Foreign affairs is the most difficult area of government policy.  To be effective it requires a continuity and consistency that transcends presidential terms.  Impatience serves us well as an entrepreneurial economic growth engine, but it is our Achilles heel in foreign policy.

We err when we assume that other nations and cultures will adhere to the same values we cherish, that they can be persuaded with the same logic, or that the principles which seem to work so well for us will work as well for them.

We also err when we assume that a leader with charisma and charm will achieve the peace that his ‘ignorant’ predecessors thought required  military force.

Jimmy Carter felt betrayed when the Soviets invaded Afghanistan.  The rage of the Muslims in Iran may have been ignited by our misguided overthrow of Mosedegh in 1953 and our support of the hated Shah well before Carter’s term, but it could not be reversed by conciliatory gestures or weak policy.

Neither Obama nor Romney will be able to charm violent tribal extremists into a free peace loving people.  Whatever we may have done in the past that would in anyway justify their animosity is irrelevant.  No apology, however merited, will bring peace.

Bush made the error of believing that democratic institutions would bring peace even if the social and cultural structures critical to democracy were absent.  The result is Gaza with an elected Hamas slinging rockets into Israel.

Obama made a similar error believing that overthrowing a dictator would give way to a more tolerant and democratic country.  Instead we have the Muslim Brotherhood, continuous violence,  less tolerance and less democracy.  Throughout history revolution has most often simply replaced one tyrant for another.  Our own revolution was a notable exception, but we too often believe it will be the rule.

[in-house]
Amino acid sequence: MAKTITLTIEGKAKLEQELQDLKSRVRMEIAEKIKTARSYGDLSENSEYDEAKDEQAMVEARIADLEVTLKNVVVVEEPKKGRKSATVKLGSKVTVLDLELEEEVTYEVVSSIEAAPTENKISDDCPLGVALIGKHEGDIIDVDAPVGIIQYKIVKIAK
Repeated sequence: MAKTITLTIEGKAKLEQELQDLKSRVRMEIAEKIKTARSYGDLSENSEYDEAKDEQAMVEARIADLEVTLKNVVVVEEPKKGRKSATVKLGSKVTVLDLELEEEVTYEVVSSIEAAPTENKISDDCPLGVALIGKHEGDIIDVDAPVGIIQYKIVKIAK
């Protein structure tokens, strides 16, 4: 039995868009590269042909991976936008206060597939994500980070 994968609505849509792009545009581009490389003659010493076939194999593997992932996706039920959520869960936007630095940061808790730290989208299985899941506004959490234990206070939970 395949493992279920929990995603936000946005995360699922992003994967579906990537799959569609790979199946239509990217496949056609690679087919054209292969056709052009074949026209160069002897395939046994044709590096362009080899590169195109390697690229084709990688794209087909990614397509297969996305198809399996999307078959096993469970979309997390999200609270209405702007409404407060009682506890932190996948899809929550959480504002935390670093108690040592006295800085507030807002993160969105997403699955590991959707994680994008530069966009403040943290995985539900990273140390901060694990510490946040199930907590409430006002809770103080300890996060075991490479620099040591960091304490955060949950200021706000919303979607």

It is  misguided to believe that the roots of terrorism are economic or political. Because we prioritize economics and political power far ahead of our religious institutions we refuse to acknowledge the religious and tribal priorities of our foes.  Our highest virtues are deemed satanic and unworthy of the respect needed to reach a negotiated peace.

This is not to say we have not made serious blunders in the past, but like most errors they are only clear in hindsight.  But nothing will pacify a hatred rooted in religious zealotry.  This not about unemployment and poverty.  There are many other poor countries who do not dispatch terrorists to destroy innocents.

It was naive to think that killing Osama bin Laden would reverse the rise of violent tribalism.  The reluctance to face the reality that terrorism will proliferate if we do not secure our hard won gains in Iraq and Afghanistan leads one to discount continuous organized terrorism and believe instead in the power of second rate YouTube videos.

Terrorism and tribalism are very real and it will not go away if we remove our troops, set pull out dates, or lead from behind. And as we well learned, and seemingly quickly forgot, this problem will not remain isolated in the Middle East.